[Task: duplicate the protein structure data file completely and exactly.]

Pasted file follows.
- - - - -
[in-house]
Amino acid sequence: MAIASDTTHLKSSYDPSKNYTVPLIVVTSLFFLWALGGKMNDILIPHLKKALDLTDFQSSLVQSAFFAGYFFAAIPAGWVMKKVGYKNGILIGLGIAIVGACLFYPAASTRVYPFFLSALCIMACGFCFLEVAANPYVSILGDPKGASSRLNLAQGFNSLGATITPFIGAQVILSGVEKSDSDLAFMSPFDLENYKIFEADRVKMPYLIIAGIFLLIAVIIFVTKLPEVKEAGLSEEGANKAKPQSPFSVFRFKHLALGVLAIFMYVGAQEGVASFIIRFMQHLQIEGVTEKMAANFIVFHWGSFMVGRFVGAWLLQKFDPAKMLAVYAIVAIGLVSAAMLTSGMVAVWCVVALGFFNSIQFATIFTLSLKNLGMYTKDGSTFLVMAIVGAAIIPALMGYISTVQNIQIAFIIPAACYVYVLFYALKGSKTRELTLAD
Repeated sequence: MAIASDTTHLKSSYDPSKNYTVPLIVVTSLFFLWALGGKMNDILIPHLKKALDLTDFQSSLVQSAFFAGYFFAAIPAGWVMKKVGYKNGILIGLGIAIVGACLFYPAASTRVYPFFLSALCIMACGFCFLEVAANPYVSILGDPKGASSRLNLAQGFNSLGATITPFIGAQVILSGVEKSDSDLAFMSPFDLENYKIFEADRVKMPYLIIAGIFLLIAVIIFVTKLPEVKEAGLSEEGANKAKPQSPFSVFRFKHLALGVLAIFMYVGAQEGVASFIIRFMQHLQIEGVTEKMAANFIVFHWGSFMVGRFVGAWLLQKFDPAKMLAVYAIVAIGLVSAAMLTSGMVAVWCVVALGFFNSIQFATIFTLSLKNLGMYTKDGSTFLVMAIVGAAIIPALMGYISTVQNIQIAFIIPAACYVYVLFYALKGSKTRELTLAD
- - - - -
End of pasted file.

[in-house]
Amino acid sequence: MAIASDTTHLKSSYDPSKNYTVPLIVVTSLFFLWALGGKMNDILIPHLKKALDLTDFQSSLVQSAFFAGYFFAAIPAGWVMKKVGYKNGILIGLGIAIVGACLFYPAASTRVYPFFLSALCIMACGFCFLEVAANPYVSILGDPKGASSRLNLAQGFNSLGATITPFIGAQVILSGVEKSDSDLAFMSPFDLENYKIFEADRVKMPYLIIAGIFLLIAVIIFVTKLPEVKEAGLSEEGANKAKPQSPFSVFRFKHLALGVLAIFMYVGAQEGVASFIIRFMQHLQIEGVTEKMAANFIVFHWGSFMVGRFVGAWLLQKFDPAKMLAVYAIVAIGLVSAAMLTSGMVAVWCVVALGFFNSIQFATIFTLSLKNLGMYTKDGSTFLVMAIVGAAIIPALMGYISTVQNIQIAFIIPAACYVYVLFYALKGSKTRELTLAD
Repeated sequence: MAIASDTTHLKSSYDPSKNYTVPLIVVTSLFFLWALGGKMNDILIPHLKKALDLTDFQSSLVQSAFFAGYFFAAIPAGWVMKKVGYKNGILIGLGIAIVGACLFYPAASTRVYPFFLSALCIMACGFCFLEVAANPYVSILGDPKGASSRLNLAQGFNSLGATITPFIGAQVILSGVEKSDSDLAFMSPFDLENYKIFEADRVKMPYLIIAGIFLLIAVIIFVTKLPEVKEAGLSEEGANKAKPQSPFSVFRFKHLALGVLAIFMYVGAQEGVASFIIRFMQHLQIEGVTEKMAANFIVFHWGSFMVGRFVGAWLLQKFDPAKMLAVYAIVAIGLVSAAMLTSGMVAVWCVVALGFFNSIQFATIFTLSLKNLGMYTKDGSTFLVMAIVGAAIIPALMGYISTVQNIQIAFIIPAACYVYVLFYALKGSKTRELTLAD